Remember to enjoy yourself.  Teach what interests you and find your passion with yoga.  I always go back to my passions and ask myself: Why do I do this?  How important is this to me? Remember why you started taking yoga classes. What did you get from yoga?  Share that with your new students.  Connect with them!  Go back to the beginning and really dive into your own practice.  When you give to yourself, you will be more ready to give to your students.

Om Shanti

Dana Layon, E-RYT began practicing Iyengar Yoga in 1997 and then Prenatal Yoga during her first pregnancy in 2002. In 2003, she was introduced to Vinyasa “Flow” Yoga, a westernized style of yoga guiding movement with breath. After running a successful prenatal yoga program at Southwest WA Medical Center in Vancouver, Washington, Dana brought Satsang Yoga and Wellness Center to her community.  This wonderful yoga studio incorporated all aspects of health and well being: yoga, meditation, massage, alternative energy healing modalities and nutrition.  After three years, she closed the studio to pursue a more global audience.

Currently, her main programs include her Zen Flow Yoga School – nationally accredited with the Yoga Alliance.  The school offers a 6 month and year long program that educates aspiring teachers how to help others realize all the benefits of yoga. The course includes teaching methodology and technique, postural alignment, yogic philosophy, anatomy and the business of teaching yoga.

Dana holds monthly educational workshops as well – all accredited by the Yoga Alliance.  Yoga Sculpt, Adapting Your Flow Class, Kids Yoga/Virtues, Embracing Menopause with Yoga and Awakening Wisdom through the Chakras are just a few of her workshops held yearly in Vancouver, WA.  She is also available to travel outside Vancouver to facilitate these workshops.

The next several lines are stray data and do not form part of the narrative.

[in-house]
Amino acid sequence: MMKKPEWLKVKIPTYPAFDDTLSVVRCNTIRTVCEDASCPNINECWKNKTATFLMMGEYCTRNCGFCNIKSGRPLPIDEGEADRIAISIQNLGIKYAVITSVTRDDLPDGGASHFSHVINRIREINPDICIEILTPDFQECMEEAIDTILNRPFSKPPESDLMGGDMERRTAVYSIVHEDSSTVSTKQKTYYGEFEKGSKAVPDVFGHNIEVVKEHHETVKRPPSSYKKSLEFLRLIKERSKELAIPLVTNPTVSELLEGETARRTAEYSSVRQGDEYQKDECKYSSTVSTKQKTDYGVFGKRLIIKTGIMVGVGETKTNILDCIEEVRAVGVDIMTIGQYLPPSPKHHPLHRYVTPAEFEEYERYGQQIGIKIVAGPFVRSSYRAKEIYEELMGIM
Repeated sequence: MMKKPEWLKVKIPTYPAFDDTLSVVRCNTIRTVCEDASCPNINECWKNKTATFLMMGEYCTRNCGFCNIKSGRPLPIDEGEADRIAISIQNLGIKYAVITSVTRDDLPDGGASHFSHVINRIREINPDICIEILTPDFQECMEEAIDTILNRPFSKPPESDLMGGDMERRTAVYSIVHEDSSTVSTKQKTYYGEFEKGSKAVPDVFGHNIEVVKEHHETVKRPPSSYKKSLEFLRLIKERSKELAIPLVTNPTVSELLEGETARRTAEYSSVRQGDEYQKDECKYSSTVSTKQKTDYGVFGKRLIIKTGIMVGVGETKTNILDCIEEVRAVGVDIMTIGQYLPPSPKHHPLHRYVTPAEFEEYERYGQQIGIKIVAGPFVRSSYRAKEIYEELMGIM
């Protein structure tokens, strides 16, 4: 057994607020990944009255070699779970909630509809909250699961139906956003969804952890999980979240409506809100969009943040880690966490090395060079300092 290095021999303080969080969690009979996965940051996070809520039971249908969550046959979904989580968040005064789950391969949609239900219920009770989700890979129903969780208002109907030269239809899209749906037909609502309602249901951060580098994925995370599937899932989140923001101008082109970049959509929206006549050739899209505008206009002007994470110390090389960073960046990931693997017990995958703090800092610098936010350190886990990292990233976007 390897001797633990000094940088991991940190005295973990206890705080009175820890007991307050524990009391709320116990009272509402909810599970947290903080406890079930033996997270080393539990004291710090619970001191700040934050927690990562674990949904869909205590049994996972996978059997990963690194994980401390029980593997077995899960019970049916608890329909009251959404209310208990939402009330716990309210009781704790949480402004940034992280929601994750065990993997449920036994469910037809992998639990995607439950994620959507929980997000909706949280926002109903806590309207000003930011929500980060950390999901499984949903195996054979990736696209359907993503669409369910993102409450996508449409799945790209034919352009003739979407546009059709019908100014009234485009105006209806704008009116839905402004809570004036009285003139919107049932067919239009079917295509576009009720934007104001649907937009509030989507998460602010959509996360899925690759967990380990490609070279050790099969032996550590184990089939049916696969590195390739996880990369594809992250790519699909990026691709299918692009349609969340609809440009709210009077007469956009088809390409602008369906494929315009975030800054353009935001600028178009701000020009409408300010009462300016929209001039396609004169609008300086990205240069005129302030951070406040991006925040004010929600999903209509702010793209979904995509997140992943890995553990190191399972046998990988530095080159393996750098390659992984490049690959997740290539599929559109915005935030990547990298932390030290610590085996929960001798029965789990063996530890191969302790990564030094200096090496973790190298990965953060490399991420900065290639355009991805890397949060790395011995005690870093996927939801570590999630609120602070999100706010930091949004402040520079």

Quarterly, Dana hosts her Spiritual Warrior Yoga Retreats – geared toward women empowerment and unity.  She hosts local retreats but is also working alongside to help less fortunate children in the Dominican Republic realize the beauty of yoga.

She offers classes twice weekly at the Vancouver Yoga Center and once weekly at her daughters’ Montessori School – offering yoga and life virtues to children ages 3-10.

As a member of the International Association of Yoga Therapists (IAYT), Women Entrepreneurs Organization (WEO), co-founder of Natural Approach to Parenting (NAP), Board Member of Your Baby Your Way with Southwest WA Medical Center, and Committee Member of, Dana strives to educate her community and beyond about the benefits of yoga.  She believes that everyone deserves to live their best life and understands how to make the choices to get there. She is passionate about the benefits of stillness and how clear life becomes once we listen to our inner voice.

Dana also leads workshops on Fulfilling Your Soul’s Potential – realizing that yoga and stillness go hand in hand with pure joy and happiness.  Passion lives in the heart – the heart can’t be heard without stillness.  With stillness there is clarity – with clarity, power.  Her book, Weekly Oms for Spiritual Intention will be out by 2010.

She has 2 daughters under the age of 6 and they provide her with the inspiration to be a better person. Her intention is to train others to teach yoga; assist others in living their best life and utilizing yoga and other natural healing modalities for optimal health and wellness.

Dana Layon ERYT can be reached at
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1 Comment»

  kelly wrote @

dana- you really helped me to gain some perspective. i’m going to check out your other blogs right now. thanks! k.